Amazon.com, Inc. (NASDAQ:AMZN) says it will address claims of racial disparity when it comes to Prime-same day deliveries. When a news group found its same-day delivery service favored white customers in some regions, the firm pledged to tackle this issue.
Is Amazon.com, Inc.’s Same-Day Delivery Service Racist?
Last month, Bloomberg took a close look at Amazon’s same-day delivery service. The news outlet found that the firm’s same-day service was biased as it favored white customers in certain regions. An example used is that black residents in Chicago and Atlanta were half as likely to be able to get same-day service as white residents.
After the report was made public, the website promised to expand its same-day delivery service to underserved people in 27 cities in which it presently operates it. Moreover, the online retailer said it wouldn’t launch the service in places without covering each zip code.
With Amazon attempting to expand its delivery footprint, it’s very likely that there would be disparity in specific cities that aren’t completely covered.
The website sent a statement to the Congressional Black Caucus (CBC), which then gave it to Bloomberg. Here is the statement:
“Very shortly, we will be expanding Prime Same Day service to every zip code of the 27 cities where Prime Same Day delivery is currently launched. We will further not launch the service in any new regions, until we are able to secure a carrier for every zip code.”
Amazon also said that it is sorting out the details and that coverage should come shortly.
Despite its tackling of the matter, the CBC has asked for the FTC to launch an investigation.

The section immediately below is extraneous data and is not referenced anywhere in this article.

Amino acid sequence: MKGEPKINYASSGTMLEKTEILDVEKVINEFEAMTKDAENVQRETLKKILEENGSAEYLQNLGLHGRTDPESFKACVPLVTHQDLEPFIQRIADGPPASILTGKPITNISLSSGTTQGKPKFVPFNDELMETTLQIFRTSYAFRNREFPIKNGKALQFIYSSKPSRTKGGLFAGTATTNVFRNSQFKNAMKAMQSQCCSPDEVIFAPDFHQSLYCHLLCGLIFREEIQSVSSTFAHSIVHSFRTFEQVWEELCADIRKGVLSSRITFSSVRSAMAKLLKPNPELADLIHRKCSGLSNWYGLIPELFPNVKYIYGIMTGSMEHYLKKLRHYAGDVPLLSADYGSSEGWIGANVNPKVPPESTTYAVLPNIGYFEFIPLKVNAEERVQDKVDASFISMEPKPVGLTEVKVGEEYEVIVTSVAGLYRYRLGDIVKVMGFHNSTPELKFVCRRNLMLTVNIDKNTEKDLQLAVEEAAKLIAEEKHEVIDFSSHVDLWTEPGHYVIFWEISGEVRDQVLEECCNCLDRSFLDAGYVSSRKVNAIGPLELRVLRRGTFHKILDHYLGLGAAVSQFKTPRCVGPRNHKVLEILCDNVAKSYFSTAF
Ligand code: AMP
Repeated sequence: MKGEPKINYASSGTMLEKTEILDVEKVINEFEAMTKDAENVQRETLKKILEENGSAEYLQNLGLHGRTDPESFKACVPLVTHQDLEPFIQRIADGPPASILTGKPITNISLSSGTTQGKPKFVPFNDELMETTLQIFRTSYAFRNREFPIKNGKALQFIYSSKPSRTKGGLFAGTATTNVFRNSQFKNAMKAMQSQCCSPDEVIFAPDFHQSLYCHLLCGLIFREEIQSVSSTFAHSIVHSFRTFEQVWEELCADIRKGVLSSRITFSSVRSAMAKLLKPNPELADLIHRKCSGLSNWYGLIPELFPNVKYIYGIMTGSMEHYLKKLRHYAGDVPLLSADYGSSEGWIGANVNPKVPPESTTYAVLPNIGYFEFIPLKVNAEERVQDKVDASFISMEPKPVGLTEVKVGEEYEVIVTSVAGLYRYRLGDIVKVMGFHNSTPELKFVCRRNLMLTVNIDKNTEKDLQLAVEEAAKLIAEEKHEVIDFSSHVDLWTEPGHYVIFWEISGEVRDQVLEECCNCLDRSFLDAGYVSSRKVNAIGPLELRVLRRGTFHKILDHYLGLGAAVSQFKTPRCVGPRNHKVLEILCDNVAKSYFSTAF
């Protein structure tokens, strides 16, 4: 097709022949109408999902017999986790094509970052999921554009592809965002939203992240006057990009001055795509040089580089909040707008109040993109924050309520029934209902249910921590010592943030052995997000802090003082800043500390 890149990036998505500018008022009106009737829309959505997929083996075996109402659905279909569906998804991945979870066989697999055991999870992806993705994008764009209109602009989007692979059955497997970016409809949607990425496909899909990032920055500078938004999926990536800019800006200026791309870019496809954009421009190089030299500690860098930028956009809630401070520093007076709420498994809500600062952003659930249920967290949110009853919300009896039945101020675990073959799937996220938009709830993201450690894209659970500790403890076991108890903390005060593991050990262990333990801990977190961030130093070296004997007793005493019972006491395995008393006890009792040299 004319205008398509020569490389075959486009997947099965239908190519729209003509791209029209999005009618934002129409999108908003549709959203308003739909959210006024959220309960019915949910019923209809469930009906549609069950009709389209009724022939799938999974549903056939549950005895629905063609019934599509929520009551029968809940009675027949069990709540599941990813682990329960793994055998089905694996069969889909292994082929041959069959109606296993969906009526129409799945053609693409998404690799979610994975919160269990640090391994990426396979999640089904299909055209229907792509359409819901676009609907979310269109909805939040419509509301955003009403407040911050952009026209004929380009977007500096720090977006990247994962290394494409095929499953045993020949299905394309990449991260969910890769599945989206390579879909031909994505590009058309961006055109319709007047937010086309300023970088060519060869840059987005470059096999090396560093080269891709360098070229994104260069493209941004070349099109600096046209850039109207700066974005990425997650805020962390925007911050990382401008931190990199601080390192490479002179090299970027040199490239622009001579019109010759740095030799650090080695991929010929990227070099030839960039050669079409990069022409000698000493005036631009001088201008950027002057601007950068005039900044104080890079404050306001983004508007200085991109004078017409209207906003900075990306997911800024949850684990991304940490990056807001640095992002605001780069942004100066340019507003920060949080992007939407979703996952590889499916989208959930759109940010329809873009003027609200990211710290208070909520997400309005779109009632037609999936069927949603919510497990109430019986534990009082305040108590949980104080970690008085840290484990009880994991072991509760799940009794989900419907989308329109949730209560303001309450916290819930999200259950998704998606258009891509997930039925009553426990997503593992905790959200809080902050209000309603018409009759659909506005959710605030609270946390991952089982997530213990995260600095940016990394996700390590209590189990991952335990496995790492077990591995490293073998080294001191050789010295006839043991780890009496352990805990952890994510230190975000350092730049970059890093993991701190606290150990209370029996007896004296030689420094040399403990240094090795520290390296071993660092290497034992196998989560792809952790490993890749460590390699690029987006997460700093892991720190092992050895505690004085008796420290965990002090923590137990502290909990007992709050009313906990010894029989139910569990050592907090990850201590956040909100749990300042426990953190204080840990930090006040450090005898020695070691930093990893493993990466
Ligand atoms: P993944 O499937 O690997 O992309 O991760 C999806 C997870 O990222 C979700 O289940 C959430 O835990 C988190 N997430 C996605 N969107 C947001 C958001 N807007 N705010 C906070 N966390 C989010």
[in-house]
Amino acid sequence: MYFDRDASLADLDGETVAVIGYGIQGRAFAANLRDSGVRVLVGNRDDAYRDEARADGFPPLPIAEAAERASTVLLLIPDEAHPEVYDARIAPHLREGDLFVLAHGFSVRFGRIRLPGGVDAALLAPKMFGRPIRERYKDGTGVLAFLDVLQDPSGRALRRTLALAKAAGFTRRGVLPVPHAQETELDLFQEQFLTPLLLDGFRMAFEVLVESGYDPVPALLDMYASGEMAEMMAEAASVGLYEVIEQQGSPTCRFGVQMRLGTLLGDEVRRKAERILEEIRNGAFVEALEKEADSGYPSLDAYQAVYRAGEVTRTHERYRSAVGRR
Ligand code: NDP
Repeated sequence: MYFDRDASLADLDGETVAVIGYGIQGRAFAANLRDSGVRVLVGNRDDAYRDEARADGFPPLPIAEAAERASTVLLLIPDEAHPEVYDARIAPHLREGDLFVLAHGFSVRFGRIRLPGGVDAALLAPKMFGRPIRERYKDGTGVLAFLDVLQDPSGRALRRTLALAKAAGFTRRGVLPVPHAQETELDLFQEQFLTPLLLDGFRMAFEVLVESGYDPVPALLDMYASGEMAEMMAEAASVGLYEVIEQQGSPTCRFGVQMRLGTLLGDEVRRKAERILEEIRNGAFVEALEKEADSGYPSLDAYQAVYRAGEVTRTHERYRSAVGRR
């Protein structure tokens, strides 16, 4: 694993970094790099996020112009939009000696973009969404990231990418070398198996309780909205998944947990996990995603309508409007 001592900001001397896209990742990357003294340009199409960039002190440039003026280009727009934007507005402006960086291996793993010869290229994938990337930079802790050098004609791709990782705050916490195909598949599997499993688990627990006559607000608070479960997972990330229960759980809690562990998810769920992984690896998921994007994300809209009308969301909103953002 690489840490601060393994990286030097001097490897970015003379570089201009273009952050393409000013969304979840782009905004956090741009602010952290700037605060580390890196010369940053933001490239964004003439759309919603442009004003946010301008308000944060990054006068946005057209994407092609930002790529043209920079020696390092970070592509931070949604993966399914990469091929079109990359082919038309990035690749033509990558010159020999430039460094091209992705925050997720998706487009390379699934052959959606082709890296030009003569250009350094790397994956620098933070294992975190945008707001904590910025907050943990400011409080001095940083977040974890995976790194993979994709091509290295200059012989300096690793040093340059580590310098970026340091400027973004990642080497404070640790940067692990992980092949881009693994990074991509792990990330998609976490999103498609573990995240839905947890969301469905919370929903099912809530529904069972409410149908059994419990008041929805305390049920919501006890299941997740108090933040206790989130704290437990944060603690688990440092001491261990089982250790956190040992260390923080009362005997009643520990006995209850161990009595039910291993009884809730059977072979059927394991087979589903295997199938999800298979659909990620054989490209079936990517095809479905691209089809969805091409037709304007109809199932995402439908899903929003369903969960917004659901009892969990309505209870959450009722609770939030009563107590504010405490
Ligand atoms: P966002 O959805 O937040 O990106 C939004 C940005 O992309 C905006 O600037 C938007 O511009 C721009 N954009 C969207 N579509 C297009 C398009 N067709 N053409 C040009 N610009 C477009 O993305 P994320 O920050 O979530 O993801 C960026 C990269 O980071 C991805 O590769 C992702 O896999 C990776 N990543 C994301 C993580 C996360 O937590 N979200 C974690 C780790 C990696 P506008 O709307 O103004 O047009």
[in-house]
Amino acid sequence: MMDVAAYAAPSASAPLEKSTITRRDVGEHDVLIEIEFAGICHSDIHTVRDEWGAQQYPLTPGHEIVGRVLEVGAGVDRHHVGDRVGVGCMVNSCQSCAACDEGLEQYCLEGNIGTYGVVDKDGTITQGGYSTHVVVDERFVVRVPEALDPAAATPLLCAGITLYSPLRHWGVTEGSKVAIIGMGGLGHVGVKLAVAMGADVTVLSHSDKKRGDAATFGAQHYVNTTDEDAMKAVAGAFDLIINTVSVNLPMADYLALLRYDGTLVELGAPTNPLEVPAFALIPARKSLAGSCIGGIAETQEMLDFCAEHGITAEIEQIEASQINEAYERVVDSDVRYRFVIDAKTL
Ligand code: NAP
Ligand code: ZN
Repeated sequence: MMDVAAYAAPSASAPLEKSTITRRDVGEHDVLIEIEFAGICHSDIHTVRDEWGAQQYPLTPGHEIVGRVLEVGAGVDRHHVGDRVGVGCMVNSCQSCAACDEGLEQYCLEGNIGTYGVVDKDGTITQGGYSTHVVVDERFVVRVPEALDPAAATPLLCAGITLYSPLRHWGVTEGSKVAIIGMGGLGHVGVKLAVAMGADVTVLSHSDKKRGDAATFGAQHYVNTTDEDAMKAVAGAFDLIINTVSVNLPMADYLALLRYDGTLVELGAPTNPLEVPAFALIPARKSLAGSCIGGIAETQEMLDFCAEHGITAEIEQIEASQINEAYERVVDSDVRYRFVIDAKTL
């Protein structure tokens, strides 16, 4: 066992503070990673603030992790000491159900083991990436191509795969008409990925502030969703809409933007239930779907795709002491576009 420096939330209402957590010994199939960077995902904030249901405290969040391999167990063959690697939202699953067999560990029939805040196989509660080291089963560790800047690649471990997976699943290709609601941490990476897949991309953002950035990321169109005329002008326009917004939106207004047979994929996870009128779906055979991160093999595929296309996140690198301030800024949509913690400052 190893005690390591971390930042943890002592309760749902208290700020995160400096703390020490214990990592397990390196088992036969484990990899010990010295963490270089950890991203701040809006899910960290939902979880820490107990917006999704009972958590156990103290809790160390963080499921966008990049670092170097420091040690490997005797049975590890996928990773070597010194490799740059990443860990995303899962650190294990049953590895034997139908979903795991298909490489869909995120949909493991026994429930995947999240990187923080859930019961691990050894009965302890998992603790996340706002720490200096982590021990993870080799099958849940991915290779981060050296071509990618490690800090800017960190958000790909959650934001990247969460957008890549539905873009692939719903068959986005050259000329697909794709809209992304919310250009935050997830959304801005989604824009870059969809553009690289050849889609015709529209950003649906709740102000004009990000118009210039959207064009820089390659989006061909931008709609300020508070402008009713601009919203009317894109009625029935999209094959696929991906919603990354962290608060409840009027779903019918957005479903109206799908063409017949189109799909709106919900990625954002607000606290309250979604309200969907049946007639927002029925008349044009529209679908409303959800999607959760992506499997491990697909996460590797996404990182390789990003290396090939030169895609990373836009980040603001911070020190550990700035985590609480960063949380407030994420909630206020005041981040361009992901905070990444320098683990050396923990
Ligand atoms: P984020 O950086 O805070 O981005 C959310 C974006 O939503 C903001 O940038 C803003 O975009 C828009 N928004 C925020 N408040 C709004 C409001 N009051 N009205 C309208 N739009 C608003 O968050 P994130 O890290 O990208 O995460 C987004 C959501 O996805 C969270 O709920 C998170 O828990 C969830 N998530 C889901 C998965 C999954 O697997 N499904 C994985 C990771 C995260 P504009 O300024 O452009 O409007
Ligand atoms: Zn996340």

This begs the question, though: how does Amazon know if your black or white? It doesn’t. The tech firm is delivering in areas that have high numbers of Prime subscribers. Amazon is only following an algorithm. In other words, it may just be that whites are more likely to be Prime subscribers than blacks.
Race Playing Big Role in Amazon.com, Inc. & Other Firms
With the heat up on race relations in the U.S., businesses are all trying to be as sensitive as possible. By doing so, they can avoid any trouple down the line.
Tech firms have been unable to avoid claims of racism in its workforce. Each year, the likes of Amazon, Facebook Inc (NASDAQ:FB), Twitter Inc (NYSE:TWTR) and Alphabet Inc (NASDAQ:GOOGL) publish diversity reports to show the makeup of its staff. Most tech firms have staffs made up of whites and Asians. For example, Google’s workforce is made up of just two percent of blacks, while Facebook has just two percent black.
This fact has bothered many black and Hispanic groups. The likes of Jesse Jackson and Al Sharpton have urged tech firms to take on more minorities. Due to harsh criticisms, tech firms have pledged to hire more minorities and women.
Critics of this move say that hiring based on race is racism in itself and breaks labor laws. Also, opponents of hiring strictly based on race say you should only hire based on merit, otherwise it will erode the quality of the products and services offered by these firms. Proponents present the case that it creates racial equity in the workplace and will improve race relations.
Moving forward, all types of businesses are trying to minimize any perception of racial and gender biases. This could include who it hires, how it markets its products or, as Amazon has proved, even where it serves.